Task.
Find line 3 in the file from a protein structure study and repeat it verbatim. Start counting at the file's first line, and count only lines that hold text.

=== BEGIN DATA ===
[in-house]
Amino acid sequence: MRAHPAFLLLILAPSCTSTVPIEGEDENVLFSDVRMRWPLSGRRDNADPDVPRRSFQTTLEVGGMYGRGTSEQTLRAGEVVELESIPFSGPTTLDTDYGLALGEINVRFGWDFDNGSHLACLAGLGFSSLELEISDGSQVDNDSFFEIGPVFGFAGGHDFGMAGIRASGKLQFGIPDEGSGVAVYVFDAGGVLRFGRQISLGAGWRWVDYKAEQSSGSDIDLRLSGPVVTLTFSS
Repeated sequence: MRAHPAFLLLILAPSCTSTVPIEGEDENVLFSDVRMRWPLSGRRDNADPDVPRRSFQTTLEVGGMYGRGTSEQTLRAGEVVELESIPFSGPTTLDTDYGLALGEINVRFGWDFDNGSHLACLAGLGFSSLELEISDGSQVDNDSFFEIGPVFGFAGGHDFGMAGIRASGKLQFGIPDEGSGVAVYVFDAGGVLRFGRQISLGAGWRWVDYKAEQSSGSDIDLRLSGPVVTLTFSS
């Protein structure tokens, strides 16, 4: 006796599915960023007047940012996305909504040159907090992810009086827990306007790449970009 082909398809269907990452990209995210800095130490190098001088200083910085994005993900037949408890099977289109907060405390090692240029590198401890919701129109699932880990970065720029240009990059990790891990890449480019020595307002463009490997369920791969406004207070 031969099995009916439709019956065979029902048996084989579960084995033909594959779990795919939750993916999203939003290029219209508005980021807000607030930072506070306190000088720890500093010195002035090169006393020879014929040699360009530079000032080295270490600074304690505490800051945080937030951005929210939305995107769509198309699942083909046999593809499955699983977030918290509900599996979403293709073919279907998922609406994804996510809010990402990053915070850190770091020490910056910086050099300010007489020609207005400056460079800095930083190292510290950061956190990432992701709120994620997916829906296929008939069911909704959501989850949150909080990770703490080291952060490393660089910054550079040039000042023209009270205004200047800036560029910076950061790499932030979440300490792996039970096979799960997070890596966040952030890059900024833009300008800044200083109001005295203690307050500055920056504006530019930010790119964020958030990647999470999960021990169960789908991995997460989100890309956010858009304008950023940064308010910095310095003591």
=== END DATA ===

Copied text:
Repeated sequence: MRAHPAFLLLILAPSCTSTVPIEGEDENVLFSDVRMRWPLSGRRDNADPDVPRRSFQTTLEVGGMYGRGTSEQTLRAGEVVELESIPFSGPTTLDTDYGLALGEINVRFGWDFDNGSHLACLAGLGFSSLELEISDGSQVDNDSFFEIGPVFGFAGGHDFGMAGIRASGKLQFGIPDEGSGVAVYVFDAGGVLRFGRQISLGAGWRWVDYKAEQSSGSDIDLRLSGPVVTLTFSS